Is ‘Suicide Squad’ Really That Bad? Our Review
For all the back and forth between Marvel and DC Comics and who does comic-book movies better, remember one thing: These flicks are made to be just good old popcorn fun. Big, bold, lots of action, some laughs, some scares – and on this, Suicide Squad delivers. It’s just in the finer points, it falls a little short.
Writer/director David Ayer, who is best known for his gritty crime drama End of Watch, handles the action chores with aplomb, with a pretty action-packed final climactic scene. But one of the main issues is the convoluted story. Ayer may have bitten off a little more than he could chew, trying to pack too many details into a two-hour chunk.
This #Squad, the “worst of the worst,” are meta-humans, who – if you can control their wayward, criminal behavior – would be ideal to take down even more dangerous super entities, ready to destroy Earth. Or would they? Half of Suicide Squad is spent watching the bad guys bucking against the authority who want them to be good guys. Plus, are there really any good guys? It seems even the government agent Amanda Waller (the always-good Viola Davis) bringing them together has her own shady motives. Only the military leader, Capt. Rick Flag (Joel Kinnaman), seems to be on the up and up.
Ayer does his best, though, to bring these folks to life, and there are a few characters that truly steal the show. Much has been hyped about Margot Robbie’s performance as hot mess Harley Quinn, and thankfully, it’s justified. Robbie has way too much fun playing bubble-headed crazy with a bat, but there are moments of pathos that cross her pasty white face – and it’s those moments you notice.
Will Smith also does a nice job as Deadshot, the hitman with pinpoint accuracy who is conflicted by his work because he’s also a dad to a precocious 11-year-old daughter. You definitely wish — and more than once — that you could watch movies just about these characters. In fact, the whole cast really delivers, including Jared Leto as the Joker. His take on the iconic character is definitely more gangsta and a tad over the top, but you can’t take your eyes off him and are left wanting more.
The lackluster critical response for Suicide Squad could also be chalked up to bad timing. For the anti-heroes banding together to fight a common enemy, we already have the superb Guardians of the Galaxy. For sarcastic, raunchy, sticking-it-to the man mentality, there’s Deadpool. Damn, it’s like those Marvel people have a better movie for everything.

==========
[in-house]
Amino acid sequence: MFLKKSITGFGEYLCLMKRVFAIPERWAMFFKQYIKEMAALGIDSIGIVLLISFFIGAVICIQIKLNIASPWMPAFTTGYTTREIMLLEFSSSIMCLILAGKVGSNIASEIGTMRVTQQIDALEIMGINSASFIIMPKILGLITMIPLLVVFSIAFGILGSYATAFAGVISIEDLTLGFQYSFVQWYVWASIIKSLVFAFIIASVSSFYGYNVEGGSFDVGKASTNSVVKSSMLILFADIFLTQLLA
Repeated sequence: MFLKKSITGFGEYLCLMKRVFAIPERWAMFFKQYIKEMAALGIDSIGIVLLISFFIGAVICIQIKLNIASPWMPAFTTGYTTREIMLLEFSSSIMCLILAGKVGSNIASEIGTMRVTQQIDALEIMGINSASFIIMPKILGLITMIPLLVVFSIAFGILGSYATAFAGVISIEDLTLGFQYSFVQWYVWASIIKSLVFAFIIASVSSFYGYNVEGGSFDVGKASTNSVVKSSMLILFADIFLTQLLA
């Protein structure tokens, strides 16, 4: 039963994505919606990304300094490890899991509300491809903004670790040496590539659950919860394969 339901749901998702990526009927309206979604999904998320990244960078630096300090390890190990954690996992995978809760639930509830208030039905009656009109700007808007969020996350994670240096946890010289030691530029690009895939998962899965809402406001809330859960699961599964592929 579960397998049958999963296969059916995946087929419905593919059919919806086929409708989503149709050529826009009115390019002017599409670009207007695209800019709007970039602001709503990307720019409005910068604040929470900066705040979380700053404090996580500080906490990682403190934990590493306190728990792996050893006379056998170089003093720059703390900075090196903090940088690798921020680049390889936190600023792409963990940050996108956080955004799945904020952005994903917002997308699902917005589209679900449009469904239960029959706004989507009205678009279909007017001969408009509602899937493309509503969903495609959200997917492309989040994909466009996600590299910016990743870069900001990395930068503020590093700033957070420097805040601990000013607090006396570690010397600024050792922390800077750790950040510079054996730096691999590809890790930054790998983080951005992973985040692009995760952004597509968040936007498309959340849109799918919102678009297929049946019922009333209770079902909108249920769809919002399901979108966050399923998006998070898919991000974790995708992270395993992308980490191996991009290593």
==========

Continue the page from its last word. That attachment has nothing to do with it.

If we are to compare Marvel and DC Comics and why Marvel seems to have a better success rate, it comes down to tone. Marvel has found their rhythm with the characters, combining humor with action, but DC Comics is still trying to figure out which way they want to go. DC’s universe seems like it’s inherently darker, broodier than Marvel, which is the way Christopher Nolan went with his Dark Knight trilogy, but now DC seems to be having trouble owning that.
Most critics are at least giving Suicide Squad the benefit of being a better film than Batman v Superman, but there have been reports Warner Bros. was nervous after BvS flopped. “A key concern for Warners executives was that Suicide Squad didn’t deliver on the fun, edgy tone promised in the strong teaser trailer for the film,” says The Hollywood Reporter. “So while [David] Ayer pursued his original vision, Warners set about working on a different cut.” That’s a cut we’d like to see (maybe for the Blu-ray), but let’s hope things will trend upwards for DC with the upcoming Wonder Woman and Justice League movies.
Ultimately, though, Suicide Squad doesn’t really deserve the slamming it’s taking from the critics because the bar that has been set so high by the comic-book gods above is almost too difficult to reach. Let’s just say, if you are fan of the comic or a fan of having fun in the theater, then Suicide Squad should be right up your alley.